If you’re writing fiction, it’s no wonder you’re stressed. You’ve created an entire world, and you’re keeping it in your head.
Sadly, your 30th novel takes as much organization as the first. However, experience helps. With experience, you accept the stress and realize it’s normal.
With any luck at all, you’ll find ways to get organized and manage the chaos.
Writing fiction: write, despite the chaos
All writing is chaotic. For me, writing fiction beats nonfiction for mess and confusion; your mileage may vary.
Here’s an essential tip: writing comes first. Schedule writing time into your calendar each day, and be aware that only writing is writing: research isn’t writing, nor is organizing and cross-referencing your files.
Apps can help you to manage the chaos.
1. Use an app to organize the 1001 bits of information your novel generates
I use Obsidian to organize my writing. If you do too, try this: create a separate vault for fiction projects; it’s less distracting. You can keep both your primary vault and your fiction vault open, and use Obsidian URLs to link them together as needed.
The app Trello is a favorite of many writers and authors, because:
The app is easy to use; it takes just a minute or two to set up your first boards. You can even have your boards set up for you, via the many free templates. I’ve found the Daily Task Management template especially useful and recommend it to anyone who’s getting started.
Here’s an easy Trello template for writing a book.
2. Use your phone to write on the go and jot quick notes
I use the Drafts app on my phone to jot quick notes. Although Obsidian has a mobile app, I find it challenging, so I use the Ulysses app if I want to write a scene.
3. Write: you can fix it later
Resist the temptation to do “quick” research while you’re writing. Just type “XXX”. Later, you can search for “XXX” and make a list of things you want to research. It’s much less distracting, and more productive, when you batch your research.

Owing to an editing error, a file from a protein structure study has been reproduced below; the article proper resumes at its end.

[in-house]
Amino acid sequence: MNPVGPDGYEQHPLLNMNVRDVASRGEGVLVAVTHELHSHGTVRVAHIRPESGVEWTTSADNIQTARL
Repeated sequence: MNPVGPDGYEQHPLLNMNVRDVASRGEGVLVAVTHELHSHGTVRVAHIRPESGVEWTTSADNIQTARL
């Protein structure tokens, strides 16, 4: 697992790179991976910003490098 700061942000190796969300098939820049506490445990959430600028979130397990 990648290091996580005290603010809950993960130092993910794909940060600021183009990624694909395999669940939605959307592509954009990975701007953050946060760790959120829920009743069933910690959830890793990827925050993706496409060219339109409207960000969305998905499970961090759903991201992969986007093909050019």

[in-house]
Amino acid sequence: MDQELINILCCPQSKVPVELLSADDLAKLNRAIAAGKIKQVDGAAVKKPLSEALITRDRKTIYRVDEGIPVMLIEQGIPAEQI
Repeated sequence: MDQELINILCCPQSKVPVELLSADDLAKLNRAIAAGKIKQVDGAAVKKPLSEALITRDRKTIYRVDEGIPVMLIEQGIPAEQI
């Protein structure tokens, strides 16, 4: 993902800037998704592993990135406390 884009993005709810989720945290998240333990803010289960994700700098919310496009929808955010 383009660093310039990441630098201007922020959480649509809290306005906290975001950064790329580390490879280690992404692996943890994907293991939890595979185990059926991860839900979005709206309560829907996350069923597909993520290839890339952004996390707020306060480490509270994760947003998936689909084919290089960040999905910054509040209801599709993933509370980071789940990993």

Avoid tinkering with your writing. During the editing process, after your first draft, you may delete an entire scene, so there’s no point in polishing your writing obsesseively. Edit spelling and grammar mistakes if you must, but avoid wholesale editing.
4. Visualize your characters; make quick notes
Before you write a scene, close your eyes for a moment and visualize your characters and the location. It may help to write a couple of quick notes.
If you’re writing a “big” scene, and find your writing flows like molasses, try writing a character journal, right in the scene. You can delete it later, but a journal helps you to understand a character’s goals and motivation.
5. Set goals for each scene before you start writing
Each and every scene needs a reason. Ask yourself what you intend for the scene, and write it down. It’s easy to get emotionally entangled. Without a written goal, you’ll get side-tracked.
Write your goal for the scene at the scene’s beginning, or keep a book journal.
You’re more creative when you’re organized
When you’re writing fiction, it’s normal to feel as if you’re out of control. Too much chaos however leads to stress; this can destroy your creativity.
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Copywriter and marketing pro Angela Booth maintains a busy copywriting and ghostwriting practice. Fascinated by online marketing, she wrote one of the first business books for internet marketing, published by Allen & Unwin. She’s been an enthusiastic blogger since the late 1990s.